Email updates

Keep up to date with the latest news and content from BMC Biology and BioMed Central.

Journal App

google play app store
Open Access Research article

Minor shift in background substitutional patterns in the Drosophila saltans and willistoni lineages is insufficient to explain GC content of coding sequences

Nadia D Singh1*, Peter F Arndt2 and Dmitri A Petrov1

Author Affiliations

1 Department of Biological Sciences, Stanford University, 371 Serra Mall, Stanford, CA 94305, USA

2 Max Planck for Molecular Genetics, 14195 Berlin, Germany

For all author emails, please log on.

BMC Biology 2006, 4:37  doi:10.1186/1741-7007-4-37

Published: 18 October 2006

Abstract

Background

Several lines of evidence suggest that codon usage in the Drosophila saltans and D. willistoni lineages has shifted towards a less frequent use of GC-ending codons. Introns in these lineages show a parallel shift toward a lower GC content. These patterns have been alternatively ascribed to either a shift in mutational patterns or changes in the definition of preferred and unpreferred codons in these lineages.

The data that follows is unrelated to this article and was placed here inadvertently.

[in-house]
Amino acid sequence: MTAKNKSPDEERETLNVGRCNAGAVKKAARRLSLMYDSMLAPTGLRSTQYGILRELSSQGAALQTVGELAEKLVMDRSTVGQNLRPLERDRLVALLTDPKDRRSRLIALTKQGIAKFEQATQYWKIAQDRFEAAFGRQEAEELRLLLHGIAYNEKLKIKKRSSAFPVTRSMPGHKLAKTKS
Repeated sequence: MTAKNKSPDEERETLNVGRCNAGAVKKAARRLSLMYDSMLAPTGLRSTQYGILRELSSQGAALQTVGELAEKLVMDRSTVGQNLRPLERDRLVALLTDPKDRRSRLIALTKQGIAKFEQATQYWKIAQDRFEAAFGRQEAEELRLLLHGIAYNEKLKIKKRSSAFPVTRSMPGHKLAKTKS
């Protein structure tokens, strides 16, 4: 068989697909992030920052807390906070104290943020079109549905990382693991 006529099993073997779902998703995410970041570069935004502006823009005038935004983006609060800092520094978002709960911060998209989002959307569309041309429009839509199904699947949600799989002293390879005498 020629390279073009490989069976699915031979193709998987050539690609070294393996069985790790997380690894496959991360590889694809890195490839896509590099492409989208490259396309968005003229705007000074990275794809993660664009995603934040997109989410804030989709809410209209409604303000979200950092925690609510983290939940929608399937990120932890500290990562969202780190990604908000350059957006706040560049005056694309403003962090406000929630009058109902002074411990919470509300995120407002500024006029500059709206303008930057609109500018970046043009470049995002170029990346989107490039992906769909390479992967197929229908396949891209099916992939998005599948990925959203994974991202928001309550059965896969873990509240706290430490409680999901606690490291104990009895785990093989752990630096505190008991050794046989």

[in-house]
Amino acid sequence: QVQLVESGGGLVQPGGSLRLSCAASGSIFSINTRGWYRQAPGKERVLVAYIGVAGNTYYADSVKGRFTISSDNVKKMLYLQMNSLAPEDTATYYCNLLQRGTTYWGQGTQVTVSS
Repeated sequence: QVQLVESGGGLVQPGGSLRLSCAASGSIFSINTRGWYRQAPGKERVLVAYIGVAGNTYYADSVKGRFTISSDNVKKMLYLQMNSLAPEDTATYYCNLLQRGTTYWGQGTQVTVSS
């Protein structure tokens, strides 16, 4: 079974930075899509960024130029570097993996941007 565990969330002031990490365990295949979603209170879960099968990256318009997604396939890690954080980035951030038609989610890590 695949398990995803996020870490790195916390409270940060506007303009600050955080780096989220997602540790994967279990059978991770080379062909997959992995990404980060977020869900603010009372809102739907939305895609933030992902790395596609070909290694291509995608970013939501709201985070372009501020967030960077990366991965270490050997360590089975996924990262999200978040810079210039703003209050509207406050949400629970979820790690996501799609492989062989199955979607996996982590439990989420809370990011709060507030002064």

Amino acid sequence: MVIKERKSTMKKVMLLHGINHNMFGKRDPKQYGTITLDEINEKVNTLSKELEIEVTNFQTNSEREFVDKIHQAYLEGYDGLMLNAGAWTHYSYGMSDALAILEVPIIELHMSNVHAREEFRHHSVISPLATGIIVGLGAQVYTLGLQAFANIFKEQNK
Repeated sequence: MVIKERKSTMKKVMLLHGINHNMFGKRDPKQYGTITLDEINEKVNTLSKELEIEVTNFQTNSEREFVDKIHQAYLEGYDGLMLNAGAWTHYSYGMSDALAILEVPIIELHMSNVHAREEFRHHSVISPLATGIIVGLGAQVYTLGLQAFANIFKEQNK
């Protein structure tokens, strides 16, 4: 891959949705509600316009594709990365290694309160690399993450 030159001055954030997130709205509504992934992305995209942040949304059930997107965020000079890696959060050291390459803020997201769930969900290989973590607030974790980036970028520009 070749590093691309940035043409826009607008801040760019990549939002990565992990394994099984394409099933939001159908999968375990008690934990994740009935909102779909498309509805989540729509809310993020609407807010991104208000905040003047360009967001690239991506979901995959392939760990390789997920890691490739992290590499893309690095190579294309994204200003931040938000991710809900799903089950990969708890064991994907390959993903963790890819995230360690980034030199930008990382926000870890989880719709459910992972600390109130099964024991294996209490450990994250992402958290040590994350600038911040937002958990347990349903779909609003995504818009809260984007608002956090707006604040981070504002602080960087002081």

Results and discussion

To gain additional insight into this question, we quantified background substitutional patterns in the saltans/willistoni group using inactive copies of a novel, Q-like retrotransposable element. We demonstrate that the pattern of background substitutions in the saltans/willistoni lineage has shifted to a significant degree, primarily due to changes in mutational biases. These differences predict a lower equilibrium GC content in the genomes of the saltans/willistoni species compared with that in the D. melanogaster species group. The magnitude of the difference can readily account for changes in intronic GC content, but it appears insufficient to explain changes in codon usage within the saltans/willistoni lineage.

Conclusion

We suggest that the observed changes in codon usage in the saltans/willistoni clade reflects either lineage-specific changes in the definitions of preferred and unpreferred codons, or a weaker selective pressure on codon bias in this lineage.